Yesterday the Cubs signed veteran reliever Brad Boxberger to a one year, $2.8 million contract. It’s a move that many Cubs fans will be familiar with. The team has added a relatively affordable, proven bullpen arm. The contract is attractive enough that
when if the Cubs are out of contention in July, other teams will certainly be willing to part with a prospect to add Boxberger to their bullpen at the trade deadline. Let’s take a look at the numbers behind the signing.
Boxberger relies on three pitches, according to Statcast. He throws a four-seam fastball 55 percent of the time. He pairs that fastball with a change-up he throws 22.6 percent of the time and a slider he throws 22.5 percent of the time. Justin Choi at FanGraphs wrote up Boxberger last March when the righthander re-signed with the Brewers and noted:
That’s right. Boxberger, the point in yellow, generated an above-average strikeout rate for a reliever (31.2%) while having the fourth-lowest chase rate (20.6%). Not that more chases automatically equals more strikeouts, but this is still pleasantly odd. Boxberger doesn’t need to fish outside the zone to rack up strikeouts – he meets hitters in the middle, and more often than not, he emerges victorious.
Making things confusing is that he doesn’t have remotely the best stuff. His primary weapon is a four-seamer featuring run-of-the-mill velocity and movement. It’s not like he throws from a funky arm slot, and his vertical approach angle isn’t conducive to pitching at the letters, either. His secondaries, a slider and a changeup, are fairly bland as well. But Boxberger does have one unique trick up his sleeve, and that’s the pace of his delivery.
What’s pretty wild about Boxberger is that despite “run-of-the-mill” pitches, he gets exceptional results, which must be what the Cubs are hoping they can harness at Wrigley Field.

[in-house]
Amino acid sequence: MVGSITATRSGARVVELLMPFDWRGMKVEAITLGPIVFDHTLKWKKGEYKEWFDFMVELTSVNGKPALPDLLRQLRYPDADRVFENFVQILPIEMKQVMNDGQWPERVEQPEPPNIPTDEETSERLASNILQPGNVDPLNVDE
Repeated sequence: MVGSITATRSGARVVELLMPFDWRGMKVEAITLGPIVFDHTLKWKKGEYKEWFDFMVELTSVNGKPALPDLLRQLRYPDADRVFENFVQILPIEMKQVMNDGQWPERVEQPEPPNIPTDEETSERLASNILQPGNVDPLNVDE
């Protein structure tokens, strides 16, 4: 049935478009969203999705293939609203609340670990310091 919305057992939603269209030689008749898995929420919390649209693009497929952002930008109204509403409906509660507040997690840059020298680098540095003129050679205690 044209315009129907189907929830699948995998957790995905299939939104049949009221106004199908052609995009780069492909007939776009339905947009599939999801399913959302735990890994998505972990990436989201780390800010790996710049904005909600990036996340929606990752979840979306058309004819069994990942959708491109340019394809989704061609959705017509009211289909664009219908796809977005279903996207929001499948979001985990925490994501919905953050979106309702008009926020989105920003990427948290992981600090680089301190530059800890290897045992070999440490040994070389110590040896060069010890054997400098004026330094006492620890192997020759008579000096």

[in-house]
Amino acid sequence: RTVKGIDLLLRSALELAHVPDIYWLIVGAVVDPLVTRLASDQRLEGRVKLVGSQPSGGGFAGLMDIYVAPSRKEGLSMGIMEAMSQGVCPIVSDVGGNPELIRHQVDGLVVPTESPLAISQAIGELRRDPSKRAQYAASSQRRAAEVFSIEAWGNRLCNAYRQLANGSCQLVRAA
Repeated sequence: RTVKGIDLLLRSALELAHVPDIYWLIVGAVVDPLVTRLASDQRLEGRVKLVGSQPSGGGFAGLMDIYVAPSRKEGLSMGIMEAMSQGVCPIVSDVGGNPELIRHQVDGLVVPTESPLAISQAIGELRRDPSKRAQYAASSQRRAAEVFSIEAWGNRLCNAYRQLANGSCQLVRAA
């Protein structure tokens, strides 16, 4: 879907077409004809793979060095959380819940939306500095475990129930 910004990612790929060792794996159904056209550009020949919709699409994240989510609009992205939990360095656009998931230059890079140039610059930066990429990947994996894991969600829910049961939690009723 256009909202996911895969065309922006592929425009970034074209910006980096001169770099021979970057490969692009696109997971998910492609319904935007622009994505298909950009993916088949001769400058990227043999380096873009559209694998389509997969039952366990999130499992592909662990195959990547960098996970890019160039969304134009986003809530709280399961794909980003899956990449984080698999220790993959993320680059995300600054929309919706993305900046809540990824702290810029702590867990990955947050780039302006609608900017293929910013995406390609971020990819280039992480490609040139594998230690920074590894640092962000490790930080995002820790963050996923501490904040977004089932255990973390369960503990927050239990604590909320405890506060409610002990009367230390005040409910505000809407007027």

Anytime I see a Statcast profile with this much red, I am intrigued:
Boxberger might not get a ton of chase on his pitches and he might walk a few too many guys, but whatever he’s doing results in extremely weak contact and well over league average strikeouts.
Speaking of strikeouts, that K rate has fluctuated pretty wildly over the years, which leads me to be cautious about dreaming on an 11+ K/9 with the Cubs, but it seems like the Steamer projection for Boxberger to regress to below a strikeout per inning may be a bit pessimistic. You can see Boxberger’s K/9, along with other key stats and his 2023 projections according to Steamer below:
Boxberger 2018-22 and Steamer Projection
It also seems worth noting here that Boxberger has experience closing. He has two seasons (2015 and 2018) where he had more than 30 saves. Given the uncertainty and lack of experience getting the final three outs in the back of the Cubs current bullpen, Boxberger gives the Cubs a nice option to potentially close out games.
We’ve seen this movie before — Jed Hoyer signs a veteran reliever (or three) to a one-year deal which provides a pretty serviceable back end of the bullpen along with the flexibility to flip all of those guys for prospects if the team isn’t competitive in July. Boxberger provides a solid option for David Ross to deploy in the late innings, but unless the Cubs add some impact bats, I imagine he’ll finish the season with another team.